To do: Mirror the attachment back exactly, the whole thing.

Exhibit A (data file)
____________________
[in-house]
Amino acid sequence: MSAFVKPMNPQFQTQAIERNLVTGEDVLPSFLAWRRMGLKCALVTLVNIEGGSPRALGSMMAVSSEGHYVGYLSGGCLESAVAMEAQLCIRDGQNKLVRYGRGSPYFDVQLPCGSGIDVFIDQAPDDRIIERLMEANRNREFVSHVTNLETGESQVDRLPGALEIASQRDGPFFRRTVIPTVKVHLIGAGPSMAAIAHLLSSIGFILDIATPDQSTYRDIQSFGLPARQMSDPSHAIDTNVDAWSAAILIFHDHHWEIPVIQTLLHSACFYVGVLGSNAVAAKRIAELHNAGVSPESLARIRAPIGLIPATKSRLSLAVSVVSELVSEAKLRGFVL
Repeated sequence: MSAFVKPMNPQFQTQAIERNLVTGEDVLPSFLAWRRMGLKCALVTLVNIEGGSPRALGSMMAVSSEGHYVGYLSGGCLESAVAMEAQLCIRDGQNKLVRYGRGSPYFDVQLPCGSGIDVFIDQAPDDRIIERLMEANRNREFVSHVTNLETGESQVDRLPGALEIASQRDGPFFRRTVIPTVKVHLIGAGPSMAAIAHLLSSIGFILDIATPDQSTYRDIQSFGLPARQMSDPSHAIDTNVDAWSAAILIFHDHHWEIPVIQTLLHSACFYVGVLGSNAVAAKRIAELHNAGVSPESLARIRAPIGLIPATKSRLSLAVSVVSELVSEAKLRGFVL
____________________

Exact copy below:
[in-house]
Amino acid sequence: MSAFVKPMNPQFQTQAIERNLVTGEDVLPSFLAWRRMGLKCALVTLVNIEGGSPRALGSMMAVSSEGHYVGYLSGGCLESAVAMEAQLCIRDGQNKLVRYGRGSPYFDVQLPCGSGIDVFIDQAPDDRIIERLMEANRNREFVSHVTNLETGESQVDRLPGALEIASQRDGPFFRRTVIPTVKVHLIGAGPSMAAIAHLLSSIGFILDIATPDQSTYRDIQSFGLPARQMSDPSHAIDTNVDAWSAAILIFHDHHWEIPVIQTLLHSACFYVGVLGSNAVAAKRIAELHNAGVSPESLARIRAPIGLIPATKSRLSLAVSVVSELVSEAKLRGFVL
Repeated sequence: MSAFVKPMNPQFQTQAIERNLVTGEDVLPSFLAWRRMGLKCALVTLVNIEGGSPRALGSMMAVSSEGHYVGYLSGGCLESAVAMEAQLCIRDGQNKLVRYGRGSPYFDVQLPCGSGIDVFIDQAPDDRIIERLMEANRNREFVSHVTNLETGESQVDRLPGALEIASQRDGPFFRRTVIPTVKVHLIGAGPSMAAIAHLLSSIGFILDIATPDQSTYRDIQSFGLPARQMSDPSHAIDTNVDAWSAAILIFHDHHWEIPVIQTLLHSACFYVGVLGSNAVAAKRIAELHNAGVSPESLARIRAPIGLIPATKSRLSLAVSVVSELVSEAKLRGFVL